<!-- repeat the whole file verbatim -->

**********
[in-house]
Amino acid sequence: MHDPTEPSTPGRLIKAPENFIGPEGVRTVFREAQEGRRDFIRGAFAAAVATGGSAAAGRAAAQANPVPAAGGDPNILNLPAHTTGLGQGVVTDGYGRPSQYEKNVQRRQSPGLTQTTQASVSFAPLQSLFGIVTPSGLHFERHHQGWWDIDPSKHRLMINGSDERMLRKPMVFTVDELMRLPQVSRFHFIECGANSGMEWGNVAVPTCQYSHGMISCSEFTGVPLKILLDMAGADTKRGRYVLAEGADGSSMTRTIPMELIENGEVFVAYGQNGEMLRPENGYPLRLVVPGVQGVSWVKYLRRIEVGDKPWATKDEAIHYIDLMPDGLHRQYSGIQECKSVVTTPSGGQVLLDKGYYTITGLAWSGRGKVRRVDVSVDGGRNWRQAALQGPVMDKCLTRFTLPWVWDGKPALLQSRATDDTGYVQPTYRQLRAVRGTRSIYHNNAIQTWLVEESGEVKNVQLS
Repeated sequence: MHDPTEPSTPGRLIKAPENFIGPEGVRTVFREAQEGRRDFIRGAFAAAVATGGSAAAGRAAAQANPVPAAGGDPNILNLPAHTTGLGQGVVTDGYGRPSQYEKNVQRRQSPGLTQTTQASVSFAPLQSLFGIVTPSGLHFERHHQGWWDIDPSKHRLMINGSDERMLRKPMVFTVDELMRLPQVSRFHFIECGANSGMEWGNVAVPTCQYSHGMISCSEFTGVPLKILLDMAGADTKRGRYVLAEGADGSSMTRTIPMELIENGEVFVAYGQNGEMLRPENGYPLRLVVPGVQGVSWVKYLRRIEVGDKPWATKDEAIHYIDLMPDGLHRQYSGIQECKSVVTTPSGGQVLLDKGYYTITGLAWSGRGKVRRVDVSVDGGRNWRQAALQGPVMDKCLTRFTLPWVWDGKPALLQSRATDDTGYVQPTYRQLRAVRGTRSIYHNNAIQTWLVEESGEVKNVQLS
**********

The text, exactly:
[in-house]
Amino acid sequence: MHDPTEPSTPGRLIKAPENFIGPEGVRTVFREAQEGRRDFIRGAFAAAVATGGSAAAGRAAAQANPVPAAGGDPNILNLPAHTTGLGQGVVTDGYGRPSQYEKNVQRRQSPGLTQTTQASVSFAPLQSLFGIVTPSGLHFERHHQGWWDIDPSKHRLMINGSDERMLRKPMVFTVDELMRLPQVSRFHFIECGANSGMEWGNVAVPTCQYSHGMISCSEFTGVPLKILLDMAGADTKRGRYVLAEGADGSSMTRTIPMELIENGEVFVAYGQNGEMLRPENGYPLRLVVPGVQGVSWVKYLRRIEVGDKPWATKDEAIHYIDLMPDGLHRQYSGIQECKSVVTTPSGGQVLLDKGYYTITGLAWSGRGKVRRVDVSVDGGRNWRQAALQGPVMDKCLTRFTLPWVWDGKPALLQSRATDDTGYVQPTYRQLRAVRGTRSIYHNNAIQTWLVEESGEVKNVQLS
Repeated sequence: MHDPTEPSTPGRLIKAPENFIGPEGVRTVFREAQEGRRDFIRGAFAAAVATGGSAAAGRAAAQANPVPAAGGDPNILNLPAHTTGLGQGVVTDGYGRPSQYEKNVQRRQSPGLTQTTQASVSFAPLQSLFGIVTPSGLHFERHHQGWWDIDPSKHRLMINGSDERMLRKPMVFTVDELMRLPQVSRFHFIECGANSGMEWGNVAVPTCQYSHGMISCSEFTGVPLKILLDMAGADTKRGRYVLAEGADGSSMTRTIPMELIENGEVFVAYGQNGEMLRPENGYPLRLVVPGVQGVSWVKYLRRIEVGDKPWATKDEAIHYIDLMPDGLHRQYSGIQECKSVVTTPSGGQVLLDKGYYTITGLAWSGRGKVRRVDVSVDGGRNWRQAALQGPVMDKCLTRFTLPWVWDGKPALLQSRATDDTGYVQPTYRQLRAVRGTRSIYHNNAIQTWLVEESGEVKNVQLS